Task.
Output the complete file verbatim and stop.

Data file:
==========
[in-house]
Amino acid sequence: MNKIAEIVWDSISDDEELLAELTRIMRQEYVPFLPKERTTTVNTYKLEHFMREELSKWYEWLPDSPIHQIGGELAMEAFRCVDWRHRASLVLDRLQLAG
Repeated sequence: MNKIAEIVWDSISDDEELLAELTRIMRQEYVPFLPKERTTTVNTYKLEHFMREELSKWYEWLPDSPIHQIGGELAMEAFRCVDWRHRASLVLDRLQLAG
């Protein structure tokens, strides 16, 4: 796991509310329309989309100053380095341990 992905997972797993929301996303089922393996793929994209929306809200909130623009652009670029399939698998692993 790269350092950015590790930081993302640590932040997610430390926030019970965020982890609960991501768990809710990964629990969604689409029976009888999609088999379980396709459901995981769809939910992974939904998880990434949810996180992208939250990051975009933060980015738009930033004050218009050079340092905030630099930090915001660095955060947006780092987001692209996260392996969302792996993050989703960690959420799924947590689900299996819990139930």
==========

[in-house]
Amino acid sequence: MNKIAEIVWDSISDDEELLAELTRIMRQEYVPFLPKERTTTVNTYKLEHFMREELSKWYEWLPDSPIHQIGGELAMEAFRCVDWRHRASLVLDRLQLAG
Repeated sequence: MNKIAEIVWDSISDDEELLAELTRIMRQEYVPFLPKERTTTVNTYKLEHFMREELSKWYEWLPDSPIHQIGGELAMEAFRCVDWRHRASLVLDRLQLAG
């Protein structure tokens, strides 16, 4: 796991509310329309989309100053380095341990 992905997972797993929301996303089922393996793929994209929306809200909130623009652009670029399939698998692993 790269350092950015590790930081993302640590932040997610430390926030019970965020982890609960991501768990809710990964629990969604689409029976009888999609088999379980396709459901995981769809939910992974939904998880990434949810996180992208939250990051975009933060980015738009930033004050218009050079340092905030630099930090915001660095955060947006780092987001692209996260392996969302792996993050989703960690959420799924947590689900299996819990139930």